For years, movie producers have gone to the bottom of the barrel looking for old tricks to recycle. Most of the times they net in crap, but at times they do get lucky. The almost five-decade-old The Fantastic Four coming alive in a new avatar
is an example.
Legend has it that comic book heroes have evolved over the years - sometimes changing their weapons and sometimes their enemies. And observing the declining trends in the reading habits, time and again, these heroes have often made a crossover, from the print to the silver screen.
The Fantastic Four too join in the league of the subtly re-invented on screen Spiderman
. Richards Reeds (Ioan Gruffud) is a scientist too avant garde even for NASA tastes. Stretching the limits of science, he teams up with Dr. Victor Doom (Julian McMahon) to venture into an as yet unattested voyage into the cosmos. He is helped by his buddy Ben Grim (Michael Chiklis), ex-flame Susan Storm (Jessica Alba), and Sue's Casanova brother Johnny (Chris Evans).
Once the stage is set for all the players who you know are going to metamorphose into F4 any time, your expectations are bound to go full steam ahead. Not that you'll be disappointed. Soon, the five-some are entrapped in a blast of cosmic cloud, which bores into them particles from the unknown. The next that you know is that all of them are safely back in their respective rooms, albeit in a hospital.
Little known to them, their genes are following their own altered path, and each develops a unique symptom. Richard accidentally finds out that he his musculature is more flexible than rubber, while Susan turns suddenly invisible. Johnny discovers that the fiery adventurous streak that he has always nurtured is manifesting itself more potently - he is a walking flame. While the three are able to turn on and off their symptoms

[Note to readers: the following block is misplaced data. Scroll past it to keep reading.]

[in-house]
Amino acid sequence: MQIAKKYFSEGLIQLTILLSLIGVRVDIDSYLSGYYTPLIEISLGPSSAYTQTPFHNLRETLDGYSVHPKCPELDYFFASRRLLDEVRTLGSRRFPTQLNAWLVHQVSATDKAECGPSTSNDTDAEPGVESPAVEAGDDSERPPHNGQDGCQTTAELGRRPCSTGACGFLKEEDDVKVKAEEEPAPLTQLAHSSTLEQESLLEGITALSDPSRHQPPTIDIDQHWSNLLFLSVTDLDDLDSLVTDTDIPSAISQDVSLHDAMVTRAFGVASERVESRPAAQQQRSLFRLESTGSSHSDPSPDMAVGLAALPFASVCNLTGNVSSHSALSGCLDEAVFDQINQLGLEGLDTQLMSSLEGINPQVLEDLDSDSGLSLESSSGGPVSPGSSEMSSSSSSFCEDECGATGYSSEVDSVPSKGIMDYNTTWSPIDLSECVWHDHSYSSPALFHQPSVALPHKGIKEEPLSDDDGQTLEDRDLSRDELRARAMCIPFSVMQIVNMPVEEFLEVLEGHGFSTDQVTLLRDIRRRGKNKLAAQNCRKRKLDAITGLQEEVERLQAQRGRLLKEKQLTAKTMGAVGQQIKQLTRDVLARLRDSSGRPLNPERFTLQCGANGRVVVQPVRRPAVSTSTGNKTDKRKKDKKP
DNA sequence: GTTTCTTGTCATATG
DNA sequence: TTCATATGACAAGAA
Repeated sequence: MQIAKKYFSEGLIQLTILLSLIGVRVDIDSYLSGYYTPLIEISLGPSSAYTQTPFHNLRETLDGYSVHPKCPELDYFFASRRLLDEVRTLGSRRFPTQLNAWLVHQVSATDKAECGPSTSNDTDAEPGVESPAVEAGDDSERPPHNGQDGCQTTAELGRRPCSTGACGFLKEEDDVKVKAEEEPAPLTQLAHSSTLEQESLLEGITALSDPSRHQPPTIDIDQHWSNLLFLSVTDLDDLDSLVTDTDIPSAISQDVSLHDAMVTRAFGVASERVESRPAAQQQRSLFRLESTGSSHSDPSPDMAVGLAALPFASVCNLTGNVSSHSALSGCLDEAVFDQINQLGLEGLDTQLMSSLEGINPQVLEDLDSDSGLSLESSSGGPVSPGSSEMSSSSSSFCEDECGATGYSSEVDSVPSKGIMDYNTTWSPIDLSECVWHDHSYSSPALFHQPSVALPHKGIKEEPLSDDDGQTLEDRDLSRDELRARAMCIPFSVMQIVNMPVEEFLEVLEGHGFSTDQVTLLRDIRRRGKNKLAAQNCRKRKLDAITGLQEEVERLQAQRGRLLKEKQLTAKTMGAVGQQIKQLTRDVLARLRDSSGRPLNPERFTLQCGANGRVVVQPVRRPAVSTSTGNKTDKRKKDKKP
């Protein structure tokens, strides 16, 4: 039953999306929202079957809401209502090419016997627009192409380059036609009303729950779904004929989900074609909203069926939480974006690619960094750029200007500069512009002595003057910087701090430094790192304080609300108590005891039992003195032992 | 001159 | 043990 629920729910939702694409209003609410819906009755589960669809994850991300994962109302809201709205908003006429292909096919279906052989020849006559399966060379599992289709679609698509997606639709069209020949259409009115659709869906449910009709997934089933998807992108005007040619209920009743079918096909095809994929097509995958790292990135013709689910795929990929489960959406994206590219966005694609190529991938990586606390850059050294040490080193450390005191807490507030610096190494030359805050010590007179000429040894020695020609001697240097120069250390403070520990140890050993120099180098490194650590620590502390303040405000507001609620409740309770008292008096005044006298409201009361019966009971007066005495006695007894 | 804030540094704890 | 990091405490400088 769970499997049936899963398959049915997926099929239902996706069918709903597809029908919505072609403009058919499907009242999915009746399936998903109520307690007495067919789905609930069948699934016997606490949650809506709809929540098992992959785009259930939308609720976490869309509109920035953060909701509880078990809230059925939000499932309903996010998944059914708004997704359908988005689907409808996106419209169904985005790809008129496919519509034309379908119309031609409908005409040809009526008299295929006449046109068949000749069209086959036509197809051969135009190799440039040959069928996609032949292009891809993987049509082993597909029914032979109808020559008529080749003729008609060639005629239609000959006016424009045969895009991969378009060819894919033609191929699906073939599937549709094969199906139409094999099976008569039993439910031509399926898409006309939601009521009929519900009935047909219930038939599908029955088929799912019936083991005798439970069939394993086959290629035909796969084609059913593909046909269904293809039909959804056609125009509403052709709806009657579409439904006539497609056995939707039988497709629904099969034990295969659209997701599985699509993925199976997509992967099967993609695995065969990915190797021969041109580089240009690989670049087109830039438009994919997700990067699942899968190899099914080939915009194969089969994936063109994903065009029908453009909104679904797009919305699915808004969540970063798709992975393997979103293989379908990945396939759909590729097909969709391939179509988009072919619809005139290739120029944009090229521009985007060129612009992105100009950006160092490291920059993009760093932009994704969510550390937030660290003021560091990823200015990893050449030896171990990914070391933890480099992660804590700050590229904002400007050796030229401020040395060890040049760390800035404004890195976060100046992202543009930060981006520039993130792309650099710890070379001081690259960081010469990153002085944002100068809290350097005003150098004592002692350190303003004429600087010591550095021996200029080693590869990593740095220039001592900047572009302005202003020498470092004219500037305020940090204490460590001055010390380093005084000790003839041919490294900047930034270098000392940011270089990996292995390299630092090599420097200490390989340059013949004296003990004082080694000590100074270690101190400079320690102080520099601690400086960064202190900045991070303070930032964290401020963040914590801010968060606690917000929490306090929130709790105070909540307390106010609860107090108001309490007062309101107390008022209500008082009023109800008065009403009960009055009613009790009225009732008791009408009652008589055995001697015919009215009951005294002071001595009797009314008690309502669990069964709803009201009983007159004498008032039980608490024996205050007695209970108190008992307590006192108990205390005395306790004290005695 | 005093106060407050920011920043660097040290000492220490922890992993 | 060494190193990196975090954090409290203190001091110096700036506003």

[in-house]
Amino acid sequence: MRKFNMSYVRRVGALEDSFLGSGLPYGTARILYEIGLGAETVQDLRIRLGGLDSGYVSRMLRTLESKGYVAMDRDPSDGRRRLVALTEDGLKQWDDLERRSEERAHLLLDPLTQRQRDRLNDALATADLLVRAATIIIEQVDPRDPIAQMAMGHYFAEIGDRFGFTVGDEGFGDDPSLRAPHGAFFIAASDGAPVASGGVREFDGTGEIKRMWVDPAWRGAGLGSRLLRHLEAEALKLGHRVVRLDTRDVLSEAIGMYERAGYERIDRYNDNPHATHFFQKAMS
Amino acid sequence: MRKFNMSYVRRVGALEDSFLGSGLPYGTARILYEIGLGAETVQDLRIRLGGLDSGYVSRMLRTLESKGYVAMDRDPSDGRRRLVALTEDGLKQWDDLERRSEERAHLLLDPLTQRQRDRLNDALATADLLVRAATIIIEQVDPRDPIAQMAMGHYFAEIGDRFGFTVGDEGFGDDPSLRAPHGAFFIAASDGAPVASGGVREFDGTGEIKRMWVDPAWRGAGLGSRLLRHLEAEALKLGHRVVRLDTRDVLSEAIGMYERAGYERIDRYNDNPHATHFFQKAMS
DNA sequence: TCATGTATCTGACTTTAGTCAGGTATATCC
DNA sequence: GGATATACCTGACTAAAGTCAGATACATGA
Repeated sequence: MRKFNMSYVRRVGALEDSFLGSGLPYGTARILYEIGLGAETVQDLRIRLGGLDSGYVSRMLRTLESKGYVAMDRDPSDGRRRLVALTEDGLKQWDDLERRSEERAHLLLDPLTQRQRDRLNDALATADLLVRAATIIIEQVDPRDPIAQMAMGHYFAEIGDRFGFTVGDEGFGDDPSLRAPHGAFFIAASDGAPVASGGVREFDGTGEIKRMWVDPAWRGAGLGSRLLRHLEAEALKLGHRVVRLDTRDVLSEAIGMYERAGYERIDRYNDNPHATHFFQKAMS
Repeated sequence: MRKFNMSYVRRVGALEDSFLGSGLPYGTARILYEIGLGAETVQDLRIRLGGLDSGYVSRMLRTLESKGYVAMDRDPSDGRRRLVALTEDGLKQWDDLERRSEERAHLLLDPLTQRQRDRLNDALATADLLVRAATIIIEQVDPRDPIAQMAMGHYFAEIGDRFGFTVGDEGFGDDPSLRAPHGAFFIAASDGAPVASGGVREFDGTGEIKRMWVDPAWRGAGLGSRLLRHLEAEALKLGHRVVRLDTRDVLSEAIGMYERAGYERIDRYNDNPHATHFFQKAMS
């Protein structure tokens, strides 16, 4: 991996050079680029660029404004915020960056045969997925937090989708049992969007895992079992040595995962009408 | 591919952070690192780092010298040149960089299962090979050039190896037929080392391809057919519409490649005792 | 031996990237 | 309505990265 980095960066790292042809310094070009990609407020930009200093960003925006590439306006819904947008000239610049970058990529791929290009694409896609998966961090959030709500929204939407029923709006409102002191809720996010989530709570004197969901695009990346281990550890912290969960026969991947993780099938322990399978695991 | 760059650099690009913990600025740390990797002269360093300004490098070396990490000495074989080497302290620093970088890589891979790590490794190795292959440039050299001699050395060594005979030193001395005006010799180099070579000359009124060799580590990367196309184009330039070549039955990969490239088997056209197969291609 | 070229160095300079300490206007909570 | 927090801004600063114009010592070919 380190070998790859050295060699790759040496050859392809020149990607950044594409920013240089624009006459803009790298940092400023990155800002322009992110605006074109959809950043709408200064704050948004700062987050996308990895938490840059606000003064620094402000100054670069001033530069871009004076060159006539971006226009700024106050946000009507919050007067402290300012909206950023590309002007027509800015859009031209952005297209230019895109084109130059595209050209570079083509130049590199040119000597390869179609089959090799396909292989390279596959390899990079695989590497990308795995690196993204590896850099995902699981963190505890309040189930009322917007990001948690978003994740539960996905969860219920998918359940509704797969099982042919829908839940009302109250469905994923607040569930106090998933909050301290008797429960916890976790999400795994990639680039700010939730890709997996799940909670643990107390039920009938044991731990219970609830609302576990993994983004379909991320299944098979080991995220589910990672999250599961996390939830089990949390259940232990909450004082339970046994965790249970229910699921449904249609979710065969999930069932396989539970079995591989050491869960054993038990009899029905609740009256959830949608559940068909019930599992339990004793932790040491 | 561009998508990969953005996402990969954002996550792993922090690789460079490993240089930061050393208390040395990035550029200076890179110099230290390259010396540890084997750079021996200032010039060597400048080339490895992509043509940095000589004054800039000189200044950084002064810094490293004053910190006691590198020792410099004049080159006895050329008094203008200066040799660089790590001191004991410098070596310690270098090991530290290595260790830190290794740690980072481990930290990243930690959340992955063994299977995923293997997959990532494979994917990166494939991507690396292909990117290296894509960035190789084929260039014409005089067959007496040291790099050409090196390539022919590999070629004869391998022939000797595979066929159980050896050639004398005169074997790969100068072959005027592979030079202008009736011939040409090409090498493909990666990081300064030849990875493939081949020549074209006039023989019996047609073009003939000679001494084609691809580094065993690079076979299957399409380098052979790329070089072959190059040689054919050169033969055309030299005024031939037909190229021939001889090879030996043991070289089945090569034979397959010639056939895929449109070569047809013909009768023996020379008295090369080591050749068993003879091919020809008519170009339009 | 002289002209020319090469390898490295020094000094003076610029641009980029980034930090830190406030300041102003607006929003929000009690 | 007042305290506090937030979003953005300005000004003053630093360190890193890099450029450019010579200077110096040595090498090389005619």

at their discretion, what happens to Ben Grim becomes a permanent thing.
Now, not everyone reacts to becoming an overnight freak with the same set of emotions. Without delving into the details of Freudian analysis, it is nice to notice that this set of superheroes is truly humane. While Johnny is exhilarated calling himself The Human Torch to the gaping media, and simply The Torch for the women, Ben is mammothly hurt by his wife's hate of his newfound dimensions, as The Thing.
Richard is the stretchable Mr. Fantastic, but prefers using his analytical instincts to his elongated limbs. Susan, already tired of being overlooked by Richard, is not very welcome to the idea of becoming completely invisible.
While the four are dealing with their physical and emotional changes, and trying to adjust to their redefined relationships, the media is already proclaiming them as heroes. Victor, who shared their ghastly experience (and is himself slowly transforming into organic-metallic Dr. Doom), doesn't share their humility, however. He has bigger plans, known only to him, and proclaims the four as his enemies.
While living with the newfound identities is difficult - Ben discovers that his fingers are too big for holding anything made for human use - the four are constantly locked in spats with each other. The highlight of the flick is the bickering between The Torch and The Thing, and the carefully thought out contrast between the stoic sadness of the latter with the flashy, jovial streak of the former. This plot lays adequate ground for building up playful banter, which, while not making you go overboard with laughter, will certainly make you smirk with satisfaction.
Unlike the fashionable and convenient trend among other men in their genre, The Fantastic Four do not hide their identities behind masks, or patrol in the dark. Tim Story has skillfully kept the clichés out of his flick, while adding dollops of humor to it. The action too is more innovative than bizarre, with F4's complementing skills getting the better of Dr. Doom.
Chiklis as Ben, a. k. a. The Thing, is the heaviest as far as onscreen presence is concerned, while Chris Evans is knowingly cool. Jessica, inspite of being made invisible more times than she would have preferred, looks good. Ioan Gruffud, as the leader of the group, is rather inhibited, perhaps to depict his analytical thought process.
F4 will not go on to win accolades for its visual content or its tech, and neither for its story or for its performances. There are loopholes almost everywhere, even by comic-book-licence standards, but you'll not be bothered by them. Watch to enjoy while the fun lasts.